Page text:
The digital divide is the gulf between students who have ready access to computer technologies and those who do not. Unfortunately, students on the wrong side of the divide often have a much tougher time in school. For example, a study conducted by the Federal Reserve showed that students who have personal computers and the Internet in their homes have a 6 to 8 percent better graduation rates than similar students who aren’t as technologically fortunate.
Unfortunately, according to an article written by Chelsea Clinton for The Daily Beast, more than half of minority households do not have access to computers with Internet connections. In comparison, only one-third of white households have the same problem. However, it is not only minority students who do not have access to all that the Internet has to offer. Many students who live in very rural areas also have limited ability to go online.
Because so many students still lack access to the Internet and its resources, it is important for educators and learning institutions to help bridge the divide for these less technologically fortunate students while they are in school.
Low-income and rural areas of the country where Internet access is uncommon offer many reminders of the digital divide. In contrast, in more affluent areas, where it is often taken for granted that children have easy access to the educational tools and resources on the Internet, teachers must always take into consideration that some of their students may not have the same advantages as others when creating projects and assigning homework.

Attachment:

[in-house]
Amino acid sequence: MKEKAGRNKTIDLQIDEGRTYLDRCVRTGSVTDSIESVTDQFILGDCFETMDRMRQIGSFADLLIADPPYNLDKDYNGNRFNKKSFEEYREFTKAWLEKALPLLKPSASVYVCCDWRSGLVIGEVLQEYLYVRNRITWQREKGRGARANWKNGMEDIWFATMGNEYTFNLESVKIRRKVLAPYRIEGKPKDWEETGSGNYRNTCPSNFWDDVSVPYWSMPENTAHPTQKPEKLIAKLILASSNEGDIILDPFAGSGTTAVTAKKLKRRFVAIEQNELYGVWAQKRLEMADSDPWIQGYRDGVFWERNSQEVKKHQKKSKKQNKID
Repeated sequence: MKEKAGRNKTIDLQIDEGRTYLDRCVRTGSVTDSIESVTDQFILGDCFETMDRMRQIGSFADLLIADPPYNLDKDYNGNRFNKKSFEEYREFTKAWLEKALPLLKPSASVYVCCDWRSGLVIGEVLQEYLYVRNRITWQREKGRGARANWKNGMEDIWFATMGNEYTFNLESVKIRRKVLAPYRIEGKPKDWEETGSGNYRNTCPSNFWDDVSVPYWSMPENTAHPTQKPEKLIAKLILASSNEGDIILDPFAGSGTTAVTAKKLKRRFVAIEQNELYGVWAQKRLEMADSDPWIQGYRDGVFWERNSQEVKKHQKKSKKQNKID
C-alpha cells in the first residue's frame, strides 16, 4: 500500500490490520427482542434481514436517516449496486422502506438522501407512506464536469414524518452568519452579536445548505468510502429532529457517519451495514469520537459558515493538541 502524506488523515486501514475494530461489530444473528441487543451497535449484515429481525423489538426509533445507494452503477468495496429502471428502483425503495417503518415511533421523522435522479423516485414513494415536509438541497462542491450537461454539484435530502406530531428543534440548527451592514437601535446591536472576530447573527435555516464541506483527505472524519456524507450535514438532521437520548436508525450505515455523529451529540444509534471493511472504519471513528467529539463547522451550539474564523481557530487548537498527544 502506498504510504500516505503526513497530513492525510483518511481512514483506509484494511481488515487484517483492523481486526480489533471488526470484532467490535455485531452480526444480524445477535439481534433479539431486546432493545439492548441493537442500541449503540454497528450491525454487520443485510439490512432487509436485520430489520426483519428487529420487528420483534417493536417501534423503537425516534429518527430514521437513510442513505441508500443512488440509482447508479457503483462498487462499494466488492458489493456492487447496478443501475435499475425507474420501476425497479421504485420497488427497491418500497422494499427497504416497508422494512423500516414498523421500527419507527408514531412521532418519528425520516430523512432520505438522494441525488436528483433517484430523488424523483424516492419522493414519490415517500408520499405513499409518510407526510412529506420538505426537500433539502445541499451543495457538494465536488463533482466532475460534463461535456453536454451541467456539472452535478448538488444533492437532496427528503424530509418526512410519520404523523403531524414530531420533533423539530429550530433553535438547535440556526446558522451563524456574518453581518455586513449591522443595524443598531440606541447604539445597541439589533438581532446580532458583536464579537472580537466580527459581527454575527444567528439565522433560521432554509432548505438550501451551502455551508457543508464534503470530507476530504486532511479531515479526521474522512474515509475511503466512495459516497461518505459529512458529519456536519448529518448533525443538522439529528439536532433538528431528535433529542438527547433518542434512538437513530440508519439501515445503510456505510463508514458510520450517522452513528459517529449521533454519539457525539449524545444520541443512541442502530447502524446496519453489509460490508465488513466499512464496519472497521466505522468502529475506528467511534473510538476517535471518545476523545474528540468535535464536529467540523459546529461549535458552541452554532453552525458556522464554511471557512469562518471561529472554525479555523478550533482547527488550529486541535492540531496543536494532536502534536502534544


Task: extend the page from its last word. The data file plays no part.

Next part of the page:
Teachers who assign projects that could require online tools and research need to provide students who don’t have a computer at home adequate time during class to access the Internet so they can perform as well as students who have technology available to them in their houses. A teacher or an in-school technology expert should also be available to help guide these students on how to best make use of the Internet and computers.
While it is beneficial to also have computer time available before and after school to students, it is more important to provide this time during class time, as many low-income students rely on bus transportation to get to and from school, which may make it hard for them to arrive early or to leave later.
The Internet, if used properly, is a powerful tool that can make completing assignments and doing projects much easier. Students no longer have to make special trips to the library or study multiple books to find the information they require to complete a project. However, if a student isn’t careful while doing research on the Internet, his or her project could be laced with incorrect material or false facts.
One of the most important lessons teachers and technology experts can share with their students is how to research effectively on the Internet. Some of the points that should be stressed to students include checking all information found on the Internet with reliable sources, what constitutes a reliable source and how to find these types of outlets.
Because interactive whiteboards are basically large computerized screens, these devices are especially useful for teaching children on the wrong side of the digital divide how to use computers. Teachers should be careful to demonstrate each step slowly and carefully as they access the Internet so that children can learn from watching them how to access and best use online resources.
In 2011, the FCC announced its “Connect to Compete” program, which helps families who are eligible for the National School Lunch Program to receive broadband Internet for a much-discounted per-month rate. The program also sells inexpensive refurbished computers. While it is helpful for students to be taught digital literacy at school, it is also very important that these students have the ability to practice their skills at home on their own computers. This program makes it much easier for low-income students to finally get a computer and Internet in their homes.